This past March, after going through rounds of interviews for a job at a creative agency, Taylor Cohen was told that the agency wasn’t hiring after all but that she’d be kept in mind for future positions.
That wasn’t a first for Cohen, who recently joined TikTok from DDB. Last fall, she’d also gone through multiple rounds and months of interviews at an independent creative agency for a potential position that kept changing as the interview process went on. She believes that’s because there wasn’t actually a position to be hired for.
Cohen isn’t alone in this belief or experience. If you ask agency talent about the job search you’ll hear them bemoan alleged fake job postings as a scourge of the industry. Just last month, I spoke to a recently laid off creative who saw that her agency was hiring for her role at a different office but when she asked to be considered for the role she was told it was a fake listing. Fake ad jobs were a problem prior to the pandemic — Meg Graham wrote about them for AdAge in 2018 — but now, with agencies laying off thousands of employees due to the coronavirus, those allegedly fake positions are even more insidious.
“It’s a complete waste of anybody’s time,” said Cohen. “For people who are actively searching [the fake posts are taking time out] of their day where they could have been using that time to speak with people who actually want to hire them for a real job.”
Agency staffers say it’s nearly impossible to know if the job you’re applying for is fake but that they’ve started to ask current employees if the agencies are actually hiring before applying for jobs to know whether it’s worth the time to do so. Another creative who has dealt with fake postings and feeling “played” by agencies after rounds of interviews only for no job to materialize, said that he’s started to take note of positions that are posted for months on end that seem never to be filed — unusual for this tight job market.
“Maybe they have too many layers between hiring managers or recruiters,” the creative said. “But it’s bad [right now]. Everyone is looking — hella layoffs and applications. It becomes a spinning game.”
Instead of paying attention to job postings, the creative said he’s now taken to reaching out to chief creative officers to find a new gig. Doing so could lead to better results than applying through online application hubs as recruiters and HR departments are being flooded with a tidal wave of candidates and job applications right now, according to ad recruiter Christie Cordes.
“I always advise people to change the way they think about finding a job,” said Cordes. “The old way doesn’t really work [right now] all the recruiters inside are inundated.”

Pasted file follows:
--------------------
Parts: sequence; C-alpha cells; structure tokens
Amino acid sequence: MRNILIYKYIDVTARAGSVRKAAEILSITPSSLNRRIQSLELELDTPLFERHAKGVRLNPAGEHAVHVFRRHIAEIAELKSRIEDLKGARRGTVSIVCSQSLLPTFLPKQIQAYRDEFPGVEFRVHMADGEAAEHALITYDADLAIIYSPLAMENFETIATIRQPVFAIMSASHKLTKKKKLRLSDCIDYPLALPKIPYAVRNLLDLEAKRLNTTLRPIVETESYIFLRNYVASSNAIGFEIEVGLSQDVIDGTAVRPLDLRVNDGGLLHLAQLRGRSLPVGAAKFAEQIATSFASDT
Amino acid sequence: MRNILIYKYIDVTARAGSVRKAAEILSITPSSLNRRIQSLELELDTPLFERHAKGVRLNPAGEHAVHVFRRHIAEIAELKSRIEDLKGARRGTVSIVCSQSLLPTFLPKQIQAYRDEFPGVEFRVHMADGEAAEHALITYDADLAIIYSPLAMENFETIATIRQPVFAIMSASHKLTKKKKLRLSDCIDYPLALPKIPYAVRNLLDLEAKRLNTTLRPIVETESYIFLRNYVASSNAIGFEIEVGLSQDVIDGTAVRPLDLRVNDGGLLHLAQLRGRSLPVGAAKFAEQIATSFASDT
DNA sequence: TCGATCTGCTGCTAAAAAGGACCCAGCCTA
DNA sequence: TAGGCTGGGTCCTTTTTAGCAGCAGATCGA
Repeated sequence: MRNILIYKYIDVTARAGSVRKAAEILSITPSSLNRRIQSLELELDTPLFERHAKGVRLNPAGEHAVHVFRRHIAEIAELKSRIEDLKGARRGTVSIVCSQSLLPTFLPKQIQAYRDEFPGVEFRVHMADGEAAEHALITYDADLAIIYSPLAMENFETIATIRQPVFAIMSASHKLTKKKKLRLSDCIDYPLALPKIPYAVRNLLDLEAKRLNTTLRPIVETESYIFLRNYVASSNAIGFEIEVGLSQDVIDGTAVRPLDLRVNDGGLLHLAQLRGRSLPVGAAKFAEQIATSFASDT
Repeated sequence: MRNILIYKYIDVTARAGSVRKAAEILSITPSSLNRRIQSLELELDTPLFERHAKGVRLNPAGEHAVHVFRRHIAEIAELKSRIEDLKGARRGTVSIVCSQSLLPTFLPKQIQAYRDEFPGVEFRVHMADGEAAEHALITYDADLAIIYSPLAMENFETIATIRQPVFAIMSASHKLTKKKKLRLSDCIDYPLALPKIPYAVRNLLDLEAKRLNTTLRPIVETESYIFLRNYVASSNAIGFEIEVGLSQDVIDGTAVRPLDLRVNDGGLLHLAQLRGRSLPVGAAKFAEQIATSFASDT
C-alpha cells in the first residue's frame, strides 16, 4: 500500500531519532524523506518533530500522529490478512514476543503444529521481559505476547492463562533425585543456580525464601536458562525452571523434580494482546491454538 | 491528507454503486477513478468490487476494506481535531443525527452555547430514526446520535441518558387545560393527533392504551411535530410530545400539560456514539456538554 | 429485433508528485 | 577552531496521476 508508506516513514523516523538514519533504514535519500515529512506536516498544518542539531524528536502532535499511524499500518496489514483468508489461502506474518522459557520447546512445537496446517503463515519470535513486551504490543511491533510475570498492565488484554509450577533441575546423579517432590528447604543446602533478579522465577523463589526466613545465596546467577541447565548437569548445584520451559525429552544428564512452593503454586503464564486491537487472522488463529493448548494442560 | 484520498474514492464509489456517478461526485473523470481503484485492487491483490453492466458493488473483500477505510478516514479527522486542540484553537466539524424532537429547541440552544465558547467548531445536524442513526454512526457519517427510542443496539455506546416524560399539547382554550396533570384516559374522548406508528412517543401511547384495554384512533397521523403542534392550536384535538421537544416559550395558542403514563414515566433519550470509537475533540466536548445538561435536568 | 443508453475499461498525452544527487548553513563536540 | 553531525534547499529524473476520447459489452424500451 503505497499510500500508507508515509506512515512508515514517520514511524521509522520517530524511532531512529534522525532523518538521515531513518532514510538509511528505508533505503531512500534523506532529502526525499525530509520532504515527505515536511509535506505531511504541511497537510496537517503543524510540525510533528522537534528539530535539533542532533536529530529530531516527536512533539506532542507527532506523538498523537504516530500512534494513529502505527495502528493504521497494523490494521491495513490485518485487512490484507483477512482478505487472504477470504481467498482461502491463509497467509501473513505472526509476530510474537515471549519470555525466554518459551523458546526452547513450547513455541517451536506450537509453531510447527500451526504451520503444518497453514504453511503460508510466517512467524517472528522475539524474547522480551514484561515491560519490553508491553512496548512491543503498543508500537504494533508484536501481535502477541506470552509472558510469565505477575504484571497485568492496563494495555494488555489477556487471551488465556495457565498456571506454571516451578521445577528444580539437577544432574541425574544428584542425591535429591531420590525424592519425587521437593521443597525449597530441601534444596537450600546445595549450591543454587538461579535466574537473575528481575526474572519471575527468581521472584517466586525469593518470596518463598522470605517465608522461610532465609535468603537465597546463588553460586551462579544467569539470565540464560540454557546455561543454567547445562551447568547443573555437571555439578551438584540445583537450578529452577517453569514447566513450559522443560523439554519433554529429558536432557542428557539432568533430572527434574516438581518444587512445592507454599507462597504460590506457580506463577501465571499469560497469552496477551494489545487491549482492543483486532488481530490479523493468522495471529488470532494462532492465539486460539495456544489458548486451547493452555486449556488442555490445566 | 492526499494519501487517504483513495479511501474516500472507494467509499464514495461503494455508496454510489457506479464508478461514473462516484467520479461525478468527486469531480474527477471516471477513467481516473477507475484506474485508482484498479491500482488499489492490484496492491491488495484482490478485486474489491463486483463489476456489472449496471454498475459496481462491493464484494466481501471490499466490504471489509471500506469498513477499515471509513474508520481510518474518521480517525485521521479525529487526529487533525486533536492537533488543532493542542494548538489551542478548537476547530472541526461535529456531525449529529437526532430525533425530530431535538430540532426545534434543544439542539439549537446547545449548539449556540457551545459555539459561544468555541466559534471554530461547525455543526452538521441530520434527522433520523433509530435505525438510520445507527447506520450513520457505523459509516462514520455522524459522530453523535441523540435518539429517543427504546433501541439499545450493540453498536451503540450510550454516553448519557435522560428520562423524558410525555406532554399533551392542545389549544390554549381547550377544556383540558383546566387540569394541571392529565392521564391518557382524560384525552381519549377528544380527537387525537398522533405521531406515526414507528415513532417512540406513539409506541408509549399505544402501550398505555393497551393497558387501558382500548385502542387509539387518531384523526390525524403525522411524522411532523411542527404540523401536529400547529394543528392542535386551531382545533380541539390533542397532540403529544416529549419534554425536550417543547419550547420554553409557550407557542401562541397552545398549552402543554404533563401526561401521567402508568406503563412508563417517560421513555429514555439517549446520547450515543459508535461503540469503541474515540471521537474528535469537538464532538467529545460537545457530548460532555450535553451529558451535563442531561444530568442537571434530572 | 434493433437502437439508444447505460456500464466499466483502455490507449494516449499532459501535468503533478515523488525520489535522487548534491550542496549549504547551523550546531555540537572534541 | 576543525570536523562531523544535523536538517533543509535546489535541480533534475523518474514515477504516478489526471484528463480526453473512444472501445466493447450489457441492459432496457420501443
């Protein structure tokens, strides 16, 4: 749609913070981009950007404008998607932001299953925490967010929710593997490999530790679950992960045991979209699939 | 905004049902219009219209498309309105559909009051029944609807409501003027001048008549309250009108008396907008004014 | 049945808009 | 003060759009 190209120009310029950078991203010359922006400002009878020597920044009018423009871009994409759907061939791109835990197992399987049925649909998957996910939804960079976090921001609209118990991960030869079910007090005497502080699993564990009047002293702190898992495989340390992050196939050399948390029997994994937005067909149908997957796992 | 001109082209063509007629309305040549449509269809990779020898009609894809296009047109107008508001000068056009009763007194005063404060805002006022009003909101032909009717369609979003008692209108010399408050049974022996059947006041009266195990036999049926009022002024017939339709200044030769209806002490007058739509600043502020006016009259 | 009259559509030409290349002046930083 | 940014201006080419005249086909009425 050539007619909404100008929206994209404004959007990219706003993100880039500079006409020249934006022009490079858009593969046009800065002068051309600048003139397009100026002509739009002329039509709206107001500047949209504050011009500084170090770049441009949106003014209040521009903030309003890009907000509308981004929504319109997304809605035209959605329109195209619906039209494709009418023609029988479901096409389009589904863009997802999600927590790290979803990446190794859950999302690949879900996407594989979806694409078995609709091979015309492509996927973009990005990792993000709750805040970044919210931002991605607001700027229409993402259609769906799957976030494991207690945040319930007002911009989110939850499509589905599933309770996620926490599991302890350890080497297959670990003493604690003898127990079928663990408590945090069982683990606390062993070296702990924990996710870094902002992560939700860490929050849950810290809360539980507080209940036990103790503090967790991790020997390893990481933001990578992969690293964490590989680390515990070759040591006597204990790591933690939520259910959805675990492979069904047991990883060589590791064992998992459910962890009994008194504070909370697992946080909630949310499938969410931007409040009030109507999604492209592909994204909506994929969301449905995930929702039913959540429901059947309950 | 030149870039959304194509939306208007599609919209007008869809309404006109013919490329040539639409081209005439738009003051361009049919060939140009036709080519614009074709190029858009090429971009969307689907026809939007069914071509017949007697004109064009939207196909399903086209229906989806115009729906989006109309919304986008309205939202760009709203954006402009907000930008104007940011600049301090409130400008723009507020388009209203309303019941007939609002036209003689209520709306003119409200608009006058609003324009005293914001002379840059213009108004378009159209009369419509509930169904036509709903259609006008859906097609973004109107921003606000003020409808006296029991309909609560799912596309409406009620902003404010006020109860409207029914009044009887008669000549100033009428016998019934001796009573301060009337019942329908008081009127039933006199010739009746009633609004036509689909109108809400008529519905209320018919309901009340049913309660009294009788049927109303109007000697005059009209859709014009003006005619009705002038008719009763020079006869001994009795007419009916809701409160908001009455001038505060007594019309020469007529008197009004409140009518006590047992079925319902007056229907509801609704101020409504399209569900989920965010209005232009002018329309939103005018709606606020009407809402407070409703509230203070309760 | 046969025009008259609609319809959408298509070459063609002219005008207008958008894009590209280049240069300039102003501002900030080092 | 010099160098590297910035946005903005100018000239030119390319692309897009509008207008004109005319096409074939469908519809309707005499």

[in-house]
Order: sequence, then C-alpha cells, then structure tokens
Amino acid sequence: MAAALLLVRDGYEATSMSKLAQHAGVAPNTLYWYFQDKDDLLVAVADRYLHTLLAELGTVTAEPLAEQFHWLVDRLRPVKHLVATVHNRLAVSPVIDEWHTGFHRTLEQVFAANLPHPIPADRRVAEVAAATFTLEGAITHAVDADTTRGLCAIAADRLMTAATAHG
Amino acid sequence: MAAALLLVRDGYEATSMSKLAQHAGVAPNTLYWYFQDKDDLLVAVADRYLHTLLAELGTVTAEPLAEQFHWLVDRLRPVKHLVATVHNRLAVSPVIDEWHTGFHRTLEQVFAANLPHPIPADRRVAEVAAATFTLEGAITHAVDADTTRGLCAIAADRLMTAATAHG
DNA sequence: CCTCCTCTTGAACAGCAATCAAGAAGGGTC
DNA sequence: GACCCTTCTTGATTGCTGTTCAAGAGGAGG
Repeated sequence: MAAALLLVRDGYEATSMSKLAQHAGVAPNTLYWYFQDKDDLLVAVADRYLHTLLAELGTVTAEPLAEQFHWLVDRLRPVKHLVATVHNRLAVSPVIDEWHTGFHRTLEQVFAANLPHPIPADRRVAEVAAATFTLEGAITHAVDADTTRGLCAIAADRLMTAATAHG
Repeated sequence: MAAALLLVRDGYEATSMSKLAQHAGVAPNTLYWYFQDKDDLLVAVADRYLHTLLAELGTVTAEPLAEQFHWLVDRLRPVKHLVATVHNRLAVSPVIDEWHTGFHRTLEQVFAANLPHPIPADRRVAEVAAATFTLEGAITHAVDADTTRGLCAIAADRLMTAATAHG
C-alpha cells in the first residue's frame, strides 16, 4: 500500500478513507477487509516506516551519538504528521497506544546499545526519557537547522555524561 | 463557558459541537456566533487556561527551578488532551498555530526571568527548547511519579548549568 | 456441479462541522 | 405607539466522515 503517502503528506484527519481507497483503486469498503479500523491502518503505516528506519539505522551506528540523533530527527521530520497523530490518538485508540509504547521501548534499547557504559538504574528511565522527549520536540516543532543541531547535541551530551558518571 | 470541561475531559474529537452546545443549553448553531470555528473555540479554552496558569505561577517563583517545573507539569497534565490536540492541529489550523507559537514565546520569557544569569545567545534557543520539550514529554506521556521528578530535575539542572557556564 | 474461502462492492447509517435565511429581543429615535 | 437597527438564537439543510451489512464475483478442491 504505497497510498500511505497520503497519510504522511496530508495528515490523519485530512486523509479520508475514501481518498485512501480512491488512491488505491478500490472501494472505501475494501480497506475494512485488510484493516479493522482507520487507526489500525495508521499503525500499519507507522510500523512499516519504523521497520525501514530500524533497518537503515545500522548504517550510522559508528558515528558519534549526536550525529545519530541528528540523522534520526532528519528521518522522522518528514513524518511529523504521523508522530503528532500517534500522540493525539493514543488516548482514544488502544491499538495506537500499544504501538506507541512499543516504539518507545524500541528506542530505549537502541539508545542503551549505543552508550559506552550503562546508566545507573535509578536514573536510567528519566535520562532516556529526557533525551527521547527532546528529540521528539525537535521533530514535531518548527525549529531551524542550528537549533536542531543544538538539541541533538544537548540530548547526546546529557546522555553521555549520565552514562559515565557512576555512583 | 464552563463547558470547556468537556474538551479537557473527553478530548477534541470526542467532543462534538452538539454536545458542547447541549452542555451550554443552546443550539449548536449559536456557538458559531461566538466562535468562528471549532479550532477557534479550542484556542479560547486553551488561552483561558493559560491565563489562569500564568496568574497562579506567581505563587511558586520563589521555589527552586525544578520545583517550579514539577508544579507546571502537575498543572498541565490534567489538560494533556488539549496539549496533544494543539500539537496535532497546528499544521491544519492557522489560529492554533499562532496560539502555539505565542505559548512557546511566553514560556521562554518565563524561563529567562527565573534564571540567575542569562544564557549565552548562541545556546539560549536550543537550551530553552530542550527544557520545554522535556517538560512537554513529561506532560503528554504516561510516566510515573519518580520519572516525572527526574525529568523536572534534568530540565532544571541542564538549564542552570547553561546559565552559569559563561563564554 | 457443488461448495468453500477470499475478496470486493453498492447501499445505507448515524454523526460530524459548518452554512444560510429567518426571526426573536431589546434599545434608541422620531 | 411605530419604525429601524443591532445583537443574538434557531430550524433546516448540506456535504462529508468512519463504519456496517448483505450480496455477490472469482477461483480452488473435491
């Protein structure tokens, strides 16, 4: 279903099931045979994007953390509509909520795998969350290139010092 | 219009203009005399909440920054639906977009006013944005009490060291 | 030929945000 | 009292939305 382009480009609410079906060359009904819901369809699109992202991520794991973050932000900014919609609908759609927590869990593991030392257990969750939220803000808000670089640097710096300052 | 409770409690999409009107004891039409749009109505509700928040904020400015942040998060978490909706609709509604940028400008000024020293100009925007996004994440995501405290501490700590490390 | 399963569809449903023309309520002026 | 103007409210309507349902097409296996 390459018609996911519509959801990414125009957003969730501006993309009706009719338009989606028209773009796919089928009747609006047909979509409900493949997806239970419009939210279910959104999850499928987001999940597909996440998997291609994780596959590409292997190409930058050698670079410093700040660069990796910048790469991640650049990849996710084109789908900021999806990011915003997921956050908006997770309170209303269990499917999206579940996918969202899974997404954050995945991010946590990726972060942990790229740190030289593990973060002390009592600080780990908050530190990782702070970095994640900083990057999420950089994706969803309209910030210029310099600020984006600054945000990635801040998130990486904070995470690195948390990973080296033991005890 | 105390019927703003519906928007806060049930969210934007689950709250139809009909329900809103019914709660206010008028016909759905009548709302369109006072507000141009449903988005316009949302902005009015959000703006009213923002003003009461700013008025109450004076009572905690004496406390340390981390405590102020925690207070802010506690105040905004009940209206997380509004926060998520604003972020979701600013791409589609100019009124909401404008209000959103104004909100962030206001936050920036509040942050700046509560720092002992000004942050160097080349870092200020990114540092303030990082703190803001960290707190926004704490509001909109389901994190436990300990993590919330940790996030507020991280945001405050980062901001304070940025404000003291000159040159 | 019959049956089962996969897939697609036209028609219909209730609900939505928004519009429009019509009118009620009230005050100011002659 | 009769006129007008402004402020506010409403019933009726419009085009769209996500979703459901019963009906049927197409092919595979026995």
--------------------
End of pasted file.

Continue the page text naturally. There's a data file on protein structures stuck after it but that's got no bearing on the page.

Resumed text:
It’s unclear how widespread fake postings may be or why exactly agencies post them. Staffers believe one reason for the posts is that agencies want to look like they are doing well during the pandemic to draw in potential clients. Another reason agencies may be interviewing talent for jobs that don’t exist is to keep names on file for when they actually are hiring.
While Cordes hasn’t heard of fake posts she has witnessed agencies layoff creatives only to be hiring for that exact position a few weeks later. Doing so could damage an agency brand in the eyes of potential talent who are taking note of how agencies are treating staffers at the moment and will likely remember how they treated employees when times are tough. “Our industry is so small,” said Cordes. “Agencies think no one notices, but everyone sees it.”
Cordes doesn’t believe the behavior is malicious but that agencies recruiting and HR departments, especially those that are “ghosting” candidates for jobs right now, are simply understaffed and need help managing the massive wave of applications they are likely getting right now. With so many agency staffers looking for work due to months and months of layoffs throughout the industry and fewer open jobs, the market is difficult to manage.
Even as agencies are overwhelmed, unemployed agency staffers say that constantly looking for a job and being made to believe you’re in line for a position that isn’t real can take a toll on someone’s mental health, particularly those who are in financial trouble. They want agency execs to be mindful that, especially during a global health crisis and recession.
“It’s really like being conned,” said Cohen of going through interviews for a job that never materializes. “It’s like finding a perfect apartment online and then you go to see it and it’s not what you thought.” It’s actually not even there.